Havre de Grace. -- The deep thinkers in Maryland's Democratic establishment believe they have come up with an exquisite revenge upon Governor William Donald Schaefer for his quixotic eleventh-hour endorsement of George Bush. They could right, but don't bank on it.
The idea is not to denounce the governor, but to ignore him. He is now a lame duck and irrelevant, so why dignify his unexpected bolt from the ranks by emphasizing it? Forget him. Mr. Bush lost, and Maryland went for Bill Clinton. The endorsement's history, and soon the governor will be too.
That's fine, and it makes some sense. But before he fades away, here from the suburban jungle comes a modest little cheer for Mr. Schaefer. His decision was classy and right in character. My guess is that most Marylanders who aren't professionally engaged in politics were pleased to see the governor being himself and going his own way; it may not be saying much, but he was probably more popular after the endorsement than before.
This has nothing to do with the relative merits of Mr. Bush or Mr. Clinton. What disturbs many people about politics and politicians is the spectacle of partisan platoons marching in lock-step. To voters accustomed to making thoughtful and sometimes difficult choices at election time, the idea of party loyalty is more than a little nauseating.
In my own view, which is that of a confirmed Reagan Democrat and 1992 Perotester, a vote for George Bush this year was indeed a vote thrown away, while a vote for Bill Clinton was risky but reasonable. But that's only my view. Mr. Schaefer's view was different, and I was delighted he had the courage to express it, rather than abiding by the dreary consensus of Democratic functionaries lining up to board the bandwagon.
In Maryland, there's plenty of precedent for high-level party disobedience. In 1966, both our Democratic U.S. senators joined with The Sun and a majority of Maryland voters in supporting Spiro T. Agnew, a Republican, over George P. Mahoney, a Democrat. That may seem peculiar to those who remember only that Mr. Agnew was later a vice president who resigned in disgrace, but at the time he was the clear choice of the politically correct.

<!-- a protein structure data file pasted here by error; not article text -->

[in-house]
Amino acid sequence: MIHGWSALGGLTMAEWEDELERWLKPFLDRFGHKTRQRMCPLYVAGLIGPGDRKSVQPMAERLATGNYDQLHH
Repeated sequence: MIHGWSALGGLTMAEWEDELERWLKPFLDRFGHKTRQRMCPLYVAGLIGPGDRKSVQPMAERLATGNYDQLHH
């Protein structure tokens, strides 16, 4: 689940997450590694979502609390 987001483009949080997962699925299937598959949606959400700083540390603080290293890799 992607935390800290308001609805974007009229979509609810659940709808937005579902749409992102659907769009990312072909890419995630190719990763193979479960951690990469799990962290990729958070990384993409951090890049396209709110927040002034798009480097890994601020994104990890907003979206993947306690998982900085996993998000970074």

Theodore R. McKeldin, the last mayor of Baltimore before Mr. Schaefer to become governor of Maryland, was constantly at odds with his party. He was a Republican, but he spoke fluent Democrat, and as he liked to win elections he tended to speak it a lot.
But why, exactly, should Mr. Schaefer, in the name of loyalty, have kept his presidential preference to himself? It can be argued, I suppose, that because if he hadn't been a Democrat he wouldn't ever have won election. And when he did win, therefore, he incurred a permanent obligation.
On the other hand, by the time he first ran for governor, he was popular enough to have won with any party label. His party, which has maintained the preferred spot at the patronage trough because of his last two elections, owes him at least as much as he owes to it. The party leadership, clearly, knows that, which is why the clamor over his Bush endorsement has been held to a minimum.
Democrats believe in principle that it's preferable to be inside the government's counting house than outside. The moral high ground has a nice view, but it's apt to be cold and lonely there, and those on the heights make inviting targets.
It'll be fun to see what Mr. Schaefer decides to do next. He might, like Mr. McKeldin, want to return to Baltimore for a final term as mayor after having served as governor, but it's unlikely he'll have that opportunity. Or, if Rep. Ben Cardin were to run for governor, Mr. Schaefer could seek his Baltimore congressional seat.
Might he drop the other shoe and actually become a Republican? That seems unlikely right now, though it's an interesting idea -- and another reason the shrillest anti-Schaefer voices in the Democratic ranks have been so effectively throttled. Those who were most outraged to see him endorse a Republican certainly don't want to see him register as one.
If the outgoing governor did switch parties, he could run against Paul Sarbanes for the Senate in 1994. Mr. Sarbanes is spavined from his long service and ready to be retired, but it would probably take a younger and crisper candidate than Mr. Schaefer to perform that service for Maryland. (Republican Representative Connie Morella, a Montgomery County liberal, isn't the answer either. The Republicans will have to find someone with a much sharper edge, such as Ellen Sauerbrey, the minority leader in the House of Delegates.)
This whither-Don conjecture is probably all thistledown. The real likelihood is that after 1994 this wacky, irritating, dedicated, talented, emotional, extraordinary man will be out of politics and into a forced retirement he'll absolutely hate. Then he'll be able to endorse anyone he wants without causing a fuss, and he'll surely hate that even more.
Peter Jay's column appears here each week.